“In 2009, the American Recovery and Reinvestment Act enabled a major upgrade to HVO’s monitoring networks on Mauna Loa and Kilauea, including a conversion to digital telemetry, additional monitoring sites and improved instrumentation. These enhanced networks can now detect earlier stages of unrest, and the resulting data enables more sophisticated analyses of volcanic processes than were previously possible.
      “Since the two most recent eruptions of Mauna Loa in 1975 and 1984, HVO started using GPS, broadband seismometers and several types of analyses that were not possible with previous geophysical networks and computers. Certainly, these new data streams and analysis techniques have led to an improved understanding of Mauna Loa and its magma storage system.
Locations of earthquakes in Mauna Loa's summit area within
the past two weeks are yellow, and those within the past
two days are blue. Map from USGS/HVO
      “Scientists often try to compare previous periods of unrest, such as those in 1975 and 1984, to current unrest to gain perspective on and understanding of what might happen next. With our improved ability to detect smaller and smaller earthquakes and deformation, it is important to keep in mind that signals being recorded now might not have been detectable in past years. This leads to some interesting questions that we’re trying to answer.
      “Were the small earthquakes that we can now record present during previous periods of unrest on Mauna Loa? If so, what was their pattern?
      “With entirely new techniques available, such as GPS and interferometric radar (InSAR), we can measure the deformation of wide areas on the volcano, which allows us to detect a large, inflating magma reservoir beneath Mauna Loa that previously could not have been detected. But, was this same reservoir active before previous eruptions?
      “Continuously recording GPS receivers measure episodes of hugely varying rates of inflation interspersed with times of no inflation, which might indicate fluctuations in magma supply to Mauna Loa’s shallow storage system. Did these fluctuations occur in the past? The comparison of current and past activity is not as trivial as one might think.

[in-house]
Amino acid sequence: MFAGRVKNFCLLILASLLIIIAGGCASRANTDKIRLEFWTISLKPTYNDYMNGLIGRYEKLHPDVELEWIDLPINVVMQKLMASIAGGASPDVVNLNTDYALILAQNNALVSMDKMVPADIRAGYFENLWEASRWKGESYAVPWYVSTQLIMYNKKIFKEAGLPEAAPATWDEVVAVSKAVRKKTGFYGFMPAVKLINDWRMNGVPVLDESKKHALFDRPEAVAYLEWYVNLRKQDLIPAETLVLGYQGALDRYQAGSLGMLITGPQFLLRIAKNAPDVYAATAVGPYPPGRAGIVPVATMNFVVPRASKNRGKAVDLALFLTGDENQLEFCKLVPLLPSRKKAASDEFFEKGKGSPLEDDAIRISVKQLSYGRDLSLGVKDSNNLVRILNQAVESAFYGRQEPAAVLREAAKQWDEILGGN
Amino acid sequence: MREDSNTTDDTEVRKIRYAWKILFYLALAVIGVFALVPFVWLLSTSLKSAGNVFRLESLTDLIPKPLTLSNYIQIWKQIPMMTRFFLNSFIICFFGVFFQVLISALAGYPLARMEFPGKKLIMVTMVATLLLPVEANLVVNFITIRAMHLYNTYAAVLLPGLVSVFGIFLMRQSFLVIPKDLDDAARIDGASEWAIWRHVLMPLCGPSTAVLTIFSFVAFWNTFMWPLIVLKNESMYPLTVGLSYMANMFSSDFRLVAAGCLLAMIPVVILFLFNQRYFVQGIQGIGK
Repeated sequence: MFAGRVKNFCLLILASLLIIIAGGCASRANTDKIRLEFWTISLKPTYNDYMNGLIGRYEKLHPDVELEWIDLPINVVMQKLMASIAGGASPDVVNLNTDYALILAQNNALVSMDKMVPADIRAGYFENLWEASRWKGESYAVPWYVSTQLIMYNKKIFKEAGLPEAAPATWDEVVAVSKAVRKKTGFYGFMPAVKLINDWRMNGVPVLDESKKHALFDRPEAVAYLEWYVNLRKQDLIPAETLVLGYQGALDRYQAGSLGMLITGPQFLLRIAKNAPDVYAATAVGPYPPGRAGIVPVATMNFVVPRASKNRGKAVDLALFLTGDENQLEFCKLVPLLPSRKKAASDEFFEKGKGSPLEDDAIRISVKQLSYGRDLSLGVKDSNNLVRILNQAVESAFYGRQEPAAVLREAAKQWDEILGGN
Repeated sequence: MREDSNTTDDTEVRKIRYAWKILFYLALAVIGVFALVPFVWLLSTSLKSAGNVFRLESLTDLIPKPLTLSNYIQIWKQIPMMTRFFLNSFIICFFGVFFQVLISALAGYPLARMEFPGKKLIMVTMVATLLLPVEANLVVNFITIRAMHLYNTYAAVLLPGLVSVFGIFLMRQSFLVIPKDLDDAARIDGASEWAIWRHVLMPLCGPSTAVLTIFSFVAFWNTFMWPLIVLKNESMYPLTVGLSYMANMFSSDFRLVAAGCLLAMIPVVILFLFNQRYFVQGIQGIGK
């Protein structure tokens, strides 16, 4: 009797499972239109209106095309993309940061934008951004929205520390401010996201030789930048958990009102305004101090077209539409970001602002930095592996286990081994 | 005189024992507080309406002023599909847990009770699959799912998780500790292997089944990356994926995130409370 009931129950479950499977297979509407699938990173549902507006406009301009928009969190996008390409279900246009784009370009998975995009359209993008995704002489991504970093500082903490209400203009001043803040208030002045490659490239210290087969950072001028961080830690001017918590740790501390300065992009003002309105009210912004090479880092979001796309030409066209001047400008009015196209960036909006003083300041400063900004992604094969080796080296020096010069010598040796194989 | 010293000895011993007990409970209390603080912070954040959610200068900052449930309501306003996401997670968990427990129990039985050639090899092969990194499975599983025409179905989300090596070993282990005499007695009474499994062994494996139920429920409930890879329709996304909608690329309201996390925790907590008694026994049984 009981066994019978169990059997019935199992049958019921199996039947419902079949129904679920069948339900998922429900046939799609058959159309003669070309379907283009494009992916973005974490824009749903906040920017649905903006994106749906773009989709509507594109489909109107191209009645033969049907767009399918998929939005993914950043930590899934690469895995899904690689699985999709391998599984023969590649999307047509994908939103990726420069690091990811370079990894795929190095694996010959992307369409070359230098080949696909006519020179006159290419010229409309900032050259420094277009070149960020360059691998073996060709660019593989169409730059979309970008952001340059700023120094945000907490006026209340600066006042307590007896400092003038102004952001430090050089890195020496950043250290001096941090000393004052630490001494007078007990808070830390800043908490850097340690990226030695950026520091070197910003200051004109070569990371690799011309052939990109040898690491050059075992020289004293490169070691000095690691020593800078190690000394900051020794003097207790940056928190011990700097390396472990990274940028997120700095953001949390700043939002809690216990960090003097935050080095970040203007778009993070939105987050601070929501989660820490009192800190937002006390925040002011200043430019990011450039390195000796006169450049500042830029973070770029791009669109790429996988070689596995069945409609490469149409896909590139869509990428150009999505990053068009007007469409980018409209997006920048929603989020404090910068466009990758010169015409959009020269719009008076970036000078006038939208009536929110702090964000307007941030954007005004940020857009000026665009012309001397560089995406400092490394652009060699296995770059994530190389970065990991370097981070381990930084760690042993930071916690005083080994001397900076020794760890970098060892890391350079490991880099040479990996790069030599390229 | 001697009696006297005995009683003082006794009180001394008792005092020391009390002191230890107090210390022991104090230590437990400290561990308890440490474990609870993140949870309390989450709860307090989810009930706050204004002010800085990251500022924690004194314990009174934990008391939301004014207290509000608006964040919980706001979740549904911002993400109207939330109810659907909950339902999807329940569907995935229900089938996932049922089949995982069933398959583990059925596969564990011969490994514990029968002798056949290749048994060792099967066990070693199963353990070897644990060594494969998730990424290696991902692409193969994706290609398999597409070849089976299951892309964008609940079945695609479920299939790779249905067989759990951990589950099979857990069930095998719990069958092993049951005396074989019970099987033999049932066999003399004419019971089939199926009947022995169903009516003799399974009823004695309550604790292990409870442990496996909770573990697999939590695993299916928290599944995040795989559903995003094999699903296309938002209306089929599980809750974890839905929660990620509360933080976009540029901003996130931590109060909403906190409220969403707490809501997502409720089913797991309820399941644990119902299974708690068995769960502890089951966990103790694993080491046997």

“And finally, what will be the outcome of Mauna Loa”s current unrest? Scientists cannot be sure at this point.
      “Seismic unrest is currently much less energetic than it was before the 1975 and 1984 eruptions. Several episodes of increased inflation since 1984 slowed and stopped without eruption. Each of these episodes, however, resulted in greater pressurization of the shallow storage system within Mauna Loa. “Unfortunately, we do not yet completely understand exactly how much pressure is involved, or how much internal pressure the overlying rock can bear before it breaks and allows magma to move toward the surface. 
      “Our knowledge and characterization of volcanic systems constantly evolves as improved geophysical networks lead to new scientific discoveries. But before scientists can clearly distinguish between episodes of inflation and elevated earthquake activity that accompany only the intrusion of magma (with no eruption) and those that actually lead to an eruption, there is still much work to be done.
      “So, HVO scientists continue their diligent efforts to fully understand the processes at work beneath Mauna Loa and to monitor the volcano’s restless activity. If any significant changes are observed, HVO will issue public notifications through media releases and our website updates (http://hvo.wr.usgs.gov/activity/maunaloastatus.php).
      See hvo.wr.usgs.gov/volcanowatch.
      To comment on or like this story, go to facebook.com/kaucalendar.

EARTH MATTERS FARM invites Ka`u residents to join the monthly Ka`u Farmers Union United meeting Saturday from 10 a.m. to 1 p.m. The farm is at the corner of South Point and Kama`oa Roads.
      Bob Shaffer, a soil consultant, will speak about composting in Ka`u, and Gabriel Howearth, founder of Seeds of Change, will talk about seed saving and GMO issues with seeds. Anna Lisa Okoye, from The Kohala Center, will discuss the Farm-to-School Program.
      A potluck follows the meeting. “Bring a dish of local food and join in the fun,” said HFUU Ka`u Chapter President Greg Smith.
       For more information, call 443-3300.
      To comment on or like this story, go to facebook.com/kaucalendar.

HAWAIIAN CIVIC CLUB OF KA`U meets tomorrow at 5:30 p.m. Call 929-9731 or 936-7262 for location and more information.

KA`U AG WATER COOPERATIVE DISTRICT meeting is tomorrow at 4 p.m. at Royal Hawaiian Macnut Office in Pahala. Call Jeffrey McCall at 937-1056 for more information.


See kaucalendar.com/Directory2015.swf and
See kaucalendar.com/KauCalendar_May2015.pdf.